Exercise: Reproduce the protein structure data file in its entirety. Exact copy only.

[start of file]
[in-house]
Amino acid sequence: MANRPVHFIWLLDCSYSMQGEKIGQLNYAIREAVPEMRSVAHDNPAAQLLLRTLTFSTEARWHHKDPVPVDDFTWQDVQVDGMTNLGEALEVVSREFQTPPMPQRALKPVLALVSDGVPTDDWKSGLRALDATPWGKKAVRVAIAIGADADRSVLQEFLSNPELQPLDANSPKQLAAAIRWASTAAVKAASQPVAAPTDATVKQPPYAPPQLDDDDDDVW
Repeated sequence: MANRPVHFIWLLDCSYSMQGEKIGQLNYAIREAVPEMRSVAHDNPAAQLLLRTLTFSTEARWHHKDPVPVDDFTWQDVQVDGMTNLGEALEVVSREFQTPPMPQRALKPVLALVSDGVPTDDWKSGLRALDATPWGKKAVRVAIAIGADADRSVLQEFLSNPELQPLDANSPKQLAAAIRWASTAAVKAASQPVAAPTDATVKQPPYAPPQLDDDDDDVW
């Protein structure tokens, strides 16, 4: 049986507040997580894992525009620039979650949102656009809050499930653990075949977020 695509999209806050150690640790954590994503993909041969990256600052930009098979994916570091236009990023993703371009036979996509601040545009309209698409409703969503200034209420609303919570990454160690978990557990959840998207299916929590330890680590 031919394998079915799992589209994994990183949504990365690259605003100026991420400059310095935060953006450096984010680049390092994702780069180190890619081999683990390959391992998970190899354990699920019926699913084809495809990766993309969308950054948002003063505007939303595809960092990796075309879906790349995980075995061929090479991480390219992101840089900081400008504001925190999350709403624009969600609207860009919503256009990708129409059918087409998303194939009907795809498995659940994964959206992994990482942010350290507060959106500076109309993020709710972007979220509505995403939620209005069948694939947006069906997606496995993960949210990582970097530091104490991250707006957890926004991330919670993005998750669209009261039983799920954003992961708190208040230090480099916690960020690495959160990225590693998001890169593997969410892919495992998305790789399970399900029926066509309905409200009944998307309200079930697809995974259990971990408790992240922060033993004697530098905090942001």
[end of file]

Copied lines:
[in-house]
Amino acid sequence: MANRPVHFIWLLDCSYSMQGEKIGQLNYAIREAVPEMRSVAHDNPAAQLLLRTLTFSTEARWHHKDPVPVDDFTWQDVQVDGMTNLGEALEVVSREFQTPPMPQRALKPVLALVSDGVPTDDWKSGLRALDATPWGKKAVRVAIAIGADADRSVLQEFLSNPELQPLDANSPKQLAAAIRWASTAAVKAASQPVAAPTDATVKQPPYAPPQLDDDDDDVW
Repeated sequence: MANRPVHFIWLLDCSYSMQGEKIGQLNYAIREAVPEMRSVAHDNPAAQLLLRTLTFSTEARWHHKDPVPVDDFTWQDVQVDGMTNLGEALEVVSREFQTPPMPQRALKPVLALVSDGVPTDDWKSGLRALDATPWGKKAVRVAIAIGADADRSVLQEFLSNPELQPLDANSPKQLAAAIRWASTAAVKAASQPVAAPTDATVKQPPYAPPQLDDDDDDVW
């Protein structure tokens, strides 16, 4: 049986507040997580894992525009620039979650949102656009809050499930653990075949977020 695509999209806050150690640790954590994503993909041969990256600052930009098979994916570091236009990023993703371009036979996509601040545009309209698409409703969503200034209420609303919570990454160690978990557990959840998207299916929590330890680590 031919394998079915799992589209994994990183949504990365690259605003100026991420400059310095935060953006450096984010680049390092994702780069180190890619081999683990390959391992998970190899354990699920019926699913084809495809990766993309969308950054948002003063505007939303595809960092990796075309879906790349995980075995061929090479991480390219992101840089900081400008504001925190999350709403624009969600609207860009919503256009990708129409059918087409998303194939009907795809498995659940994964959206992994990482942010350290507060959106500076109309993020709710972007979220509505995403939620209005069948694939947006069906997606496995993960949210990582970097530091104490991250707006957890926004991330919670993005998750669209009261039983799920954003992961708190208040230090480099916690960020690495959160990225590693998001890169593997969410892919495992998305790789399970399900029926066509309905409200009944998307309200079930697809995974259990971990408790992240922060033993004697530098905090942001």